The soldiers with their sandbagged shelters and humvees look very incongruous in the huge plaza. Finally, the PAO, Lt. Alex Kasarla, shows up. He's friendly, but says it could take a few days to get the clearance to spend a week with a platoon. We exchange sat-phone numbers (the ubiquitous Thuraya, which is really more walkie-talkie than cell phone -- a crap shoot at best).
Drawing here takes a little getting used to. The Iraqis are intensely interested in most things western, so the presence of an American sitting on a stoop or at a cafe making a drawing always elicits an avid audience. Every brushstroke is watched, and people have many questions. The Iraqi sense of personal space is very different from a westerner's; here people crowd in so close they're touching me, and men feel free to stab at the paper to point out someone I've drawn whom they know. If an onlooker blocks the view, however, he'll be shouted at to get out of the way. Sometimes a passage is greeted with a round of "tsk, tsk, tsk," which in Iraq doesn't necessarily connote disapproval as much as interest (I think).
I spend a few hours working on Karada Avenue, the mecca for appliances and satellite dishes. It's a major boulevard, the sidewalks cluttered with big stacks of boxes, satellite dishes arranged like blossoming flowers as far as the eye can see in both directions. Sometimes you have to go through a maze of these boxes to continue down the sidewalk. The usual chorus of "Hey, Mister!" follows me as I go. When I locate a good vantage point to draw, the salesmen come out to look, then offer to pose. One pretends to flag down a cab, and then has to explain to several irritated cab drivers that he doesn't in fact want a ride, much to the amusement of the others.
I buy a Pepsi at a small shop and stay to draw two men playing backgammon. The proprietor doesn't seem to mind, even though he and his kids have to work carefully around me as I draw. At a cafe I get several invitations to visit, first the stall of a tea seller named Abu Allah Hammed, then a restaurant, then the office of a local businessman. I only speak a little rudimentary Arabic, so all this communication is done crudely, but the Iraqis' goodwill and generosity relieves much of my earlier anxiety.
The businessman, Sami Kashkol, speaks Russian and has been the local distributor for a Russian machine-parts company, among other ventures. As he talks, it becomes clear that no one has paid him in awhile (the Russians are "Ali Babas") and he's desperate to do business with the Americans who are starting to rebuild the country. His suite of offices are spotless, optimistically fitted out with maps of Moscow and Baghdad, although there's no one about and precious little paperwork to indicate that any actual business is being done. The idea of a Moscow-Baghdad connection strikes me as poignantly ludicrous: two unweildy, corrupt police states, each vying for the status of having more red tape.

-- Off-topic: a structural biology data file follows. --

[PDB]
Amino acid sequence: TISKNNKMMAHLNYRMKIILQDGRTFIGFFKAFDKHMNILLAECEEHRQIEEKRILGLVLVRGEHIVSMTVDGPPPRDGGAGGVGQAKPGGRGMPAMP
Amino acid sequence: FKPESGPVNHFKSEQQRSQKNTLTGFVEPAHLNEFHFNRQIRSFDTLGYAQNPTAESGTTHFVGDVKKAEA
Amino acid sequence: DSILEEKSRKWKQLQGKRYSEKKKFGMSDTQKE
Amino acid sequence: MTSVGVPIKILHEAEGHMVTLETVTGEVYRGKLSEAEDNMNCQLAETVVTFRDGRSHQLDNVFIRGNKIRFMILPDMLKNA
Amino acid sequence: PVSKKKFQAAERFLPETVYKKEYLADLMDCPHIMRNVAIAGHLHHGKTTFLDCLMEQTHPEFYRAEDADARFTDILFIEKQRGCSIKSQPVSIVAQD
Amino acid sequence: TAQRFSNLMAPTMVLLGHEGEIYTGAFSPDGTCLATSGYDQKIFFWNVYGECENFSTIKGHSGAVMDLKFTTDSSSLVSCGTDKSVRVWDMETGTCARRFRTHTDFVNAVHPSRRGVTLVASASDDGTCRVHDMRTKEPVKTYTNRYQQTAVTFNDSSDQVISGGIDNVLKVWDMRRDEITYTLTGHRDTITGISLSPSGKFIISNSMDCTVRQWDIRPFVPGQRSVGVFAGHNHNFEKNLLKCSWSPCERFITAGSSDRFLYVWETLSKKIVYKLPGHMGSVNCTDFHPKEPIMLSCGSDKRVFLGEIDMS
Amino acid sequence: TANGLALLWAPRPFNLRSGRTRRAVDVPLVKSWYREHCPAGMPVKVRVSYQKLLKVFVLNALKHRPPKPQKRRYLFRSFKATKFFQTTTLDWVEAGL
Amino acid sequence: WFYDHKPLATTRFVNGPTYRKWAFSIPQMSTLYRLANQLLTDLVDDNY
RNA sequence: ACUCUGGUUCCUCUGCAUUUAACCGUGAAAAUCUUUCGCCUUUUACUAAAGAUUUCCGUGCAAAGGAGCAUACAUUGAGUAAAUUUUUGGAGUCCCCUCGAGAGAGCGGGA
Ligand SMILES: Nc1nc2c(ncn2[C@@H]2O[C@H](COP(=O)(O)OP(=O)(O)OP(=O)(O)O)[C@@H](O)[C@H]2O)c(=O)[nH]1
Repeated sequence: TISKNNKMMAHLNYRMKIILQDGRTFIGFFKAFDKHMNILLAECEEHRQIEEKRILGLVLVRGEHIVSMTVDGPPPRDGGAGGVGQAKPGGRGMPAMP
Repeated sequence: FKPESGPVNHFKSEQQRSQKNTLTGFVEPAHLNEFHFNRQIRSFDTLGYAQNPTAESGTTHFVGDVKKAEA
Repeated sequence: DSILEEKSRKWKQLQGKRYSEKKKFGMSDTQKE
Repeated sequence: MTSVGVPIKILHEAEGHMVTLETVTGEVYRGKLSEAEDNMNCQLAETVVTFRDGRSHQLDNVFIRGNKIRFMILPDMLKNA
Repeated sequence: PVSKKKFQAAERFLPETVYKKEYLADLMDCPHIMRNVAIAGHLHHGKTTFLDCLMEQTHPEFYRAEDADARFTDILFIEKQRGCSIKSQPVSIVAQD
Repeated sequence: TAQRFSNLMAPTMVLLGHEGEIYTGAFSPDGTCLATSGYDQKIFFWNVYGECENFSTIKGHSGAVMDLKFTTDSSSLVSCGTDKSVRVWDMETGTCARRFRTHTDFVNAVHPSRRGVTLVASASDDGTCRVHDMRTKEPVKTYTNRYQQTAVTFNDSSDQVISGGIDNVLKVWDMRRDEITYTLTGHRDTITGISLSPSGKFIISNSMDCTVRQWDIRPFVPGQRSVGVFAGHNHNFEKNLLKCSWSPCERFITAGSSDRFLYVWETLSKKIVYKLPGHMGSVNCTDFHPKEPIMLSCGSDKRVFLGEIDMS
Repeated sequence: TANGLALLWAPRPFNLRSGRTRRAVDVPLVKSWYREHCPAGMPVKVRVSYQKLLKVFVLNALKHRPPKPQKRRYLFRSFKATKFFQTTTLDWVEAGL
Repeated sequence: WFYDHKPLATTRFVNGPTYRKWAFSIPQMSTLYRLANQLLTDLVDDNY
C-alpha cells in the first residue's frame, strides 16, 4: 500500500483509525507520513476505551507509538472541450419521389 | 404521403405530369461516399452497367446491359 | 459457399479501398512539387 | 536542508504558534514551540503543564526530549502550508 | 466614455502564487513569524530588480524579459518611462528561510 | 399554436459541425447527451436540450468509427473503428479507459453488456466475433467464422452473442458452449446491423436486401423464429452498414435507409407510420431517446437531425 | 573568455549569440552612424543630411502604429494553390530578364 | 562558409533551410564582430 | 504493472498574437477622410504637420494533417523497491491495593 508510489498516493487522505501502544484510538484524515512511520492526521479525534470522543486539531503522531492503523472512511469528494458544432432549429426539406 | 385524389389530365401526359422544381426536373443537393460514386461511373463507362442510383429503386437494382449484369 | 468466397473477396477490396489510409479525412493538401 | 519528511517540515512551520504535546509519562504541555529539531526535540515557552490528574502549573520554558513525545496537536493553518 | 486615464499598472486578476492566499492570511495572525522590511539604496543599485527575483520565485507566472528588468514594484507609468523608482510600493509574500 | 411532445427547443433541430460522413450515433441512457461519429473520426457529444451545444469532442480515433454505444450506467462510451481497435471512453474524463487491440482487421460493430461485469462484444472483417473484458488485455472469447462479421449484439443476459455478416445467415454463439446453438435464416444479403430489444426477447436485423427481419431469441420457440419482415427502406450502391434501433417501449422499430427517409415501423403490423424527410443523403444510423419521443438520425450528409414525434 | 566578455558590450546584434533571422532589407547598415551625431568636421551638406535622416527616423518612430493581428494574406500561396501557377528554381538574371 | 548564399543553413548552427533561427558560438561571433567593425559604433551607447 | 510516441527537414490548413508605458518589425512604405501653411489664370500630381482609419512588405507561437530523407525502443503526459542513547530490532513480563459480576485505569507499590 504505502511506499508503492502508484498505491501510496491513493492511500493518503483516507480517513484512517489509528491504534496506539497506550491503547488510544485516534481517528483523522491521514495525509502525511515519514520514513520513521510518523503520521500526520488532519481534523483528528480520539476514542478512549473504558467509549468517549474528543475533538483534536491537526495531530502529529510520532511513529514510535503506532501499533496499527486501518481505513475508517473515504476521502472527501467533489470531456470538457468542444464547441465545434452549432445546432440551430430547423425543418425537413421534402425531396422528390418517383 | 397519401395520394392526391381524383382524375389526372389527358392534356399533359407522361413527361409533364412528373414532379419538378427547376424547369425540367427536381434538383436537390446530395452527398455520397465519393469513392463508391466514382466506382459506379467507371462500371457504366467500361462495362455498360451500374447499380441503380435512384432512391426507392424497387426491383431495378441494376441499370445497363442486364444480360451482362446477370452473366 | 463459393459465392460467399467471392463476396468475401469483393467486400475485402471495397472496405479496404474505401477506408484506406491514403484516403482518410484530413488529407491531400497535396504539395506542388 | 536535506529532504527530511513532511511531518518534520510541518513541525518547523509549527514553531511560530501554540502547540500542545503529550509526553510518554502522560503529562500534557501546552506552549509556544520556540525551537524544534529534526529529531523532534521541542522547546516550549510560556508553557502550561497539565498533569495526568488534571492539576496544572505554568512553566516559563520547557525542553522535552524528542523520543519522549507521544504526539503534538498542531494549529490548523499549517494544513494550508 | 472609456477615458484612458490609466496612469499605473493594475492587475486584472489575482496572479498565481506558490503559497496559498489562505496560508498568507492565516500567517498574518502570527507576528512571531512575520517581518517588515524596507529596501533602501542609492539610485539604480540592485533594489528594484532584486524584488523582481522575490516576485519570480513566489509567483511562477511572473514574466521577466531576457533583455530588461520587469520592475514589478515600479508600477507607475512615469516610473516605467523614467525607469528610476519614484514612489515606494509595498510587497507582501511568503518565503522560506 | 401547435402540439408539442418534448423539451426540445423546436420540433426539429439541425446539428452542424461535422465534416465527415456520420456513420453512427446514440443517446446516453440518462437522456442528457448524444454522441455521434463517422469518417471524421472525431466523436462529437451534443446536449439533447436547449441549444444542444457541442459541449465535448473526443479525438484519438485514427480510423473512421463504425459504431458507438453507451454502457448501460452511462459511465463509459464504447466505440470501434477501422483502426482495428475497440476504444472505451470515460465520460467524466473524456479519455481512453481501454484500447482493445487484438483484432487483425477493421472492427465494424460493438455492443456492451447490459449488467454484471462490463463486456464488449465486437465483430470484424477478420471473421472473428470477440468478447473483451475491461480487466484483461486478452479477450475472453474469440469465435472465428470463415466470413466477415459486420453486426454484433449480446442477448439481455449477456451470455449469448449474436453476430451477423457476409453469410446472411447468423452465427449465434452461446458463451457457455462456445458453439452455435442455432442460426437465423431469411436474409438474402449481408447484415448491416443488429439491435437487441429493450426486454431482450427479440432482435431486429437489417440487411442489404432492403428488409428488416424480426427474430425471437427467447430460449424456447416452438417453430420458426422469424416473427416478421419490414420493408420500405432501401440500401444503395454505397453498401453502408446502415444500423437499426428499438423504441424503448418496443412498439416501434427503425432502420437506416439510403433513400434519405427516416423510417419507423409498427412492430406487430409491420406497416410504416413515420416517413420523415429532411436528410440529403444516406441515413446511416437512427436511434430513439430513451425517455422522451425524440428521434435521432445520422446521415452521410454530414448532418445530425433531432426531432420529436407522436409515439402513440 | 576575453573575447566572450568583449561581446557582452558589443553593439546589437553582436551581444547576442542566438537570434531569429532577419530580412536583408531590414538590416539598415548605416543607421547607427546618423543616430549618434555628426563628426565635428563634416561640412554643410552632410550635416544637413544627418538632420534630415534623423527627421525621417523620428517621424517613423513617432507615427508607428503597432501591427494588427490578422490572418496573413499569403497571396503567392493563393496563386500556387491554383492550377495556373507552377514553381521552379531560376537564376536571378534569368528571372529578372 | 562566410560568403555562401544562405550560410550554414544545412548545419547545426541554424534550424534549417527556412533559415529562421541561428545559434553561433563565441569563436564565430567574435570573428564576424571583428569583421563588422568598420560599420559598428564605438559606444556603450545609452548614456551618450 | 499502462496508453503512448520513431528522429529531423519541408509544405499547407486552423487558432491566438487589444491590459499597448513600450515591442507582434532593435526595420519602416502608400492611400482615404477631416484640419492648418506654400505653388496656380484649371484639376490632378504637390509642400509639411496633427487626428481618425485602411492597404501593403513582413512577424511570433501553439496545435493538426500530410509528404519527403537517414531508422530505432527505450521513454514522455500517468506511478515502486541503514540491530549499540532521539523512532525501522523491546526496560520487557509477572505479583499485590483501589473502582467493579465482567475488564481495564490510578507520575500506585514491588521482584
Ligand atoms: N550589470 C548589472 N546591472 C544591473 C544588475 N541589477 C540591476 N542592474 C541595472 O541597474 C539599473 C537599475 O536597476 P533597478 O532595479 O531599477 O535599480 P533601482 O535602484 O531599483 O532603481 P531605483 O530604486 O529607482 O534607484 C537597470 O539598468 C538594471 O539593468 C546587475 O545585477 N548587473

3. As far as I can tell from my limited time in Baghdad, Rashid Street seems to be the spiritual center of the city. Running parallel to the Tigris, on its south bank, Rashid is grand on a pre-automobile scale. Its dilapidated stone and plaster houses are built over a colonnaded sidewalk that shields its citizens from the noonday sun. The 18th-century confection of its architecture is splendid -- Corinthian columns, ornate cast-iron balconies, grand windows and skylights, all shabby as can be, on the verge perhaps, like SoHo in the 1960s, of being torn down altogether.
The hidden romance of Rashid Street however, is its back alleyways, which zigzag drunkenly through the Old City, occasionally intersecting with the parallel Jemhuriya Street along the way. Here the city feels medieval. These myriad small streets are often no wider than ten feet, their ancient wooden overhanging galleries less than an arm's-length apart, the whole strung with electric wires tangled like vines, or skeins of paint from a Pollock canvas.
At midday these streets are thronged with people, who dodge the wooden carts of goods pushed by small boys, hollering at the top of their lungs. Half the doors open to small businesses where men huddle over drawers, perhaps stuffed with Toyota parts, sipping tea. Foul water trickles down the middle of the streets, and men passing from one side to another quickly lift the bottoms of their robes. Cats scatter to avoid the inevitable kick from passersby.
I'm going to look for my friend Mhedi. It was in one of these side streets that I encountered Mhedi the first time I was here. Late in the afternoon, the Old City shuts itself down and empties out like the set of a post-apocalyptic film. The only sounds are sporadic gunfire at the sky. On a corner stoop sat an old man in a white robe.
Although more than half the teeth in his handsome brown face are missing, Mhedi's shoulders are still broad, he carries himself erect and walks spryly up the alley to fetch tea. He lives in a tiny office off a tall, narrow foyer, down which is a sewing-machine repair shop. Everyone here knows Mhedi and seems to look after him. He speaks some English, having worked for a British company years ago. Now he earns nothing and no longer gets a pension. His son, formerly an officer in the army, is also without a job now, and cannot help out. Mhedi only gives me these details when I press him -- though he does ask me sincerely when the Americans will fix things.
Now I walk up to the building and there he is, chatting with neighbors."Mister. . . Mister Steve," he says. "You remembered me!" He's grinning, shaking my hand. "Did you bring your wife this time," he asks. "Like you promised?" I tell him that I will, next year, "when there's airplane service."
I ask him how he is. "Same-same, Mister, same-same. Welcome, Mister Steve!" We chat for a while. One of the neighborhood boys, maybe six years old, dashes up the street to get teas and Pepsis. I wink at him and his face lights up in a shy grin.
Mhedi won't take any money from me, but after the third round of tea I insist on paying. We go over Arabic words and grammar, though his pronunciation is affected by his missing teeth -- he scolds me when I can't remember words quickly. I get Mhedi to pose for a portrait, but can't seem to get a good likeness. When I show it to him he clucks and says sympathetically, "Slowly, Mister Steve, little by little."
I ask him about his wife. She lives in their house, far out of the city by the airport. She broke her leg five years ago, and now won't leave the house. Mhedi says when he goes to visit she just demands money, so he prefers to live here, even though he says, "This part, very poor, very poor."
When I get up to go I try to give the little boy a tip for getting us the drinks. Grinning at the floor, he runs off, waving his hand, no. I spend the rest of the afternoon drawing in the neighborhood.
STEVE MUMFORD is a New York artist. This is the first installment of his "Baghdad Journal."